A new model of ambulance service is going to be created for Alderney as the crew members and volunteers continue with their strike, amid claims some of the island's life saving equipment doesn't work.
As the Alderney Ambulance Service shared emails between the two sides with the media yesterday, the States released a statement saying a review of the AAS had led to "serious concerns" about a number of issues identified.
The issues identified in the review included:
While the States have said this issue is "unacceptable" and that these issues are of the "highest importance in ensuring the safety of the island", it comes as the AAS has itself said it can "no longer provide a safe and sustainable ambulance service for Alderney".
With both sides of the dispute saying the situation can't be resolved, the States of Alderney have decided to take a number of "urgent steps".
These include further "engagement with the St John’s Ambulance in Guernsey and with other key stakeholders to seek their assistance in helping to put a safe and viable ambulance service in place for the short term". St John Ambulance has already been providing assistance with crew members travelling to Alderney to cover the striking volunteers. This is costing the AAS, which is an independent charity, hundreds of pounds every day.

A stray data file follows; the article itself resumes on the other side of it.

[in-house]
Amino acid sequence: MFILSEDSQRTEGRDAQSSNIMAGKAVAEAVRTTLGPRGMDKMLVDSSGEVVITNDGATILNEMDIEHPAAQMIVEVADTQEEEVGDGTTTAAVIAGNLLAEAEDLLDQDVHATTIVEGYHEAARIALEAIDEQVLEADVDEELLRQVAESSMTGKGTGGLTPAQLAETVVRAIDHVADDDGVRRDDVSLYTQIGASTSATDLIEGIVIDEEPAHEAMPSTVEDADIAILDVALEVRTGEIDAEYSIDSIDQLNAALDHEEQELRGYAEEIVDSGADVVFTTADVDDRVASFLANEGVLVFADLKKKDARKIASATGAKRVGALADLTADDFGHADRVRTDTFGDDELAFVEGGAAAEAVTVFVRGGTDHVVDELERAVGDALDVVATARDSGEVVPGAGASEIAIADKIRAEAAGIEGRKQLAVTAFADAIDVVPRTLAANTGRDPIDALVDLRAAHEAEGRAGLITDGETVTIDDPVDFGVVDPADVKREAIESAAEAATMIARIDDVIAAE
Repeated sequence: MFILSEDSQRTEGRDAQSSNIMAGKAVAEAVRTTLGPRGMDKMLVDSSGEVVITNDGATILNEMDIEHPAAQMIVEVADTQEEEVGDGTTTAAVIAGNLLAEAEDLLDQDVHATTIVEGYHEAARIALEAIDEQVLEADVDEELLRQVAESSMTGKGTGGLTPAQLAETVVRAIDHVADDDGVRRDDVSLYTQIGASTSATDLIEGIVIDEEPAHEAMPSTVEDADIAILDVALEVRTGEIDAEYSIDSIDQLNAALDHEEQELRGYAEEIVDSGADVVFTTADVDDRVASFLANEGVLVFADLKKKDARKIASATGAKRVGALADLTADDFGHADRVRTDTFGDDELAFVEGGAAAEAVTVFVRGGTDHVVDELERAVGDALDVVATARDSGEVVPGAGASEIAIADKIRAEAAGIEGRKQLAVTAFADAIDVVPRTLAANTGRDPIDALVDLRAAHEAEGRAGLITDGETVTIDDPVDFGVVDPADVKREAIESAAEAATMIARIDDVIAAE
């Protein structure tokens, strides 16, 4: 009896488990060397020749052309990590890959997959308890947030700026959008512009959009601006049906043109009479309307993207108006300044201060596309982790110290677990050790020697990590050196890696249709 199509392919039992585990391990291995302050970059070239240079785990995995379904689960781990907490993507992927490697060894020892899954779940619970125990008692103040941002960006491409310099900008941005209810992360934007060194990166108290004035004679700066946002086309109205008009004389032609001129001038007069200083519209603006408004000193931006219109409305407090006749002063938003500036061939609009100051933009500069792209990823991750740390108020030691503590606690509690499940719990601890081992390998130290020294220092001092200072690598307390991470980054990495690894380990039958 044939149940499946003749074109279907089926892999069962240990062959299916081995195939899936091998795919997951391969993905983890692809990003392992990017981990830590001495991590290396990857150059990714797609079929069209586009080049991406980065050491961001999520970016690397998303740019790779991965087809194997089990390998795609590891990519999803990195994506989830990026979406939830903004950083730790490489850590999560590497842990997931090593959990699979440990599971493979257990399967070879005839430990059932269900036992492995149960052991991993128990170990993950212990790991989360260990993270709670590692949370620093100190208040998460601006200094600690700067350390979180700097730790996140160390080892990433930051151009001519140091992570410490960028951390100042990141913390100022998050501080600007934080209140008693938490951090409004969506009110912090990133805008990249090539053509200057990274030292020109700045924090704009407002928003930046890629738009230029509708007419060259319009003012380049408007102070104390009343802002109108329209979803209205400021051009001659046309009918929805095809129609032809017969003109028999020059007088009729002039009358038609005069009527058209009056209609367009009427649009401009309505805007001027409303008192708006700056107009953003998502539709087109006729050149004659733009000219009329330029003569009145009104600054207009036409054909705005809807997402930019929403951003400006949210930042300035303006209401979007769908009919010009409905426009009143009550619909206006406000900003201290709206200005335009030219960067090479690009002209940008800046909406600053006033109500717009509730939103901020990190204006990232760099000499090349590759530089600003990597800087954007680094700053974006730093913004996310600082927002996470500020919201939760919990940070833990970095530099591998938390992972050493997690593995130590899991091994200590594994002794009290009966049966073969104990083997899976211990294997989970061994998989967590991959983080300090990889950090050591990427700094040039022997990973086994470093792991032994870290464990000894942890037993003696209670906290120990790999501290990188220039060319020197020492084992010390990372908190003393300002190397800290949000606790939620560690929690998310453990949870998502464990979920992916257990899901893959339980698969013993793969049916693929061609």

Pictured: Guernsey's ambulance service is run by St John, which is a charity and receives some States funding.
As an entirely independent body, the AAS doesn't have any links with St John Ambulance in Guernsey, and until this month those outside the island may have believed it was running harmoniously alongside the States of Alderney. However, now a review, carried out by Richard Webber and commissioned jointly by the Alderney Ambulance Service itself and the States of Alderney, has led to the apparent sacking of the Chief Officer of the AAS, Mel Walden, and the subsequent industrial action.
As the AAS is now saying it can't continue to provide a "safe and sustainable ambulance service for Alderney" and the States have expressed their "serious concerns" about the issues identified above, the island's government has also said it wants to establish a model for a new ambulance service, "which would have appropriate clinical and professional governance and could be managed in parallel with the States of Alderney Fire Service".
The States of Alderney also plan to invite volunteers "who wish to serve the community in providing an ambulance service to contact the States of Alderney" with a view to crewing the AAS locally again.
Pictured: The three steps the States of Alderney now intends to take to resolve the current ambulance crisis.
The review of the Alderney Ambulance Service is available to read here in full, with details given of all the areas of concern and suggestions for what needs to be done immediately to improve the service.
Richard Webber wrote in his review that in the longer term the AAS could reduce from its current fleet of two vehicles, with an on call crew of two with a back-up crew also available, down to just one vehicle with a three-strong crew.
The volunteers are currently paid 60p per hour for 1st on call and 30p per hour for a second on call hour, while they are also paid £15 per hour when attending calls.
Mr Webber has also recommended an increase in on-call allowances and the recruitment of new staff once the new models have been agreed.
Pictured: Alderney's two ambulances, could be reduced to just one if the review is followed up.
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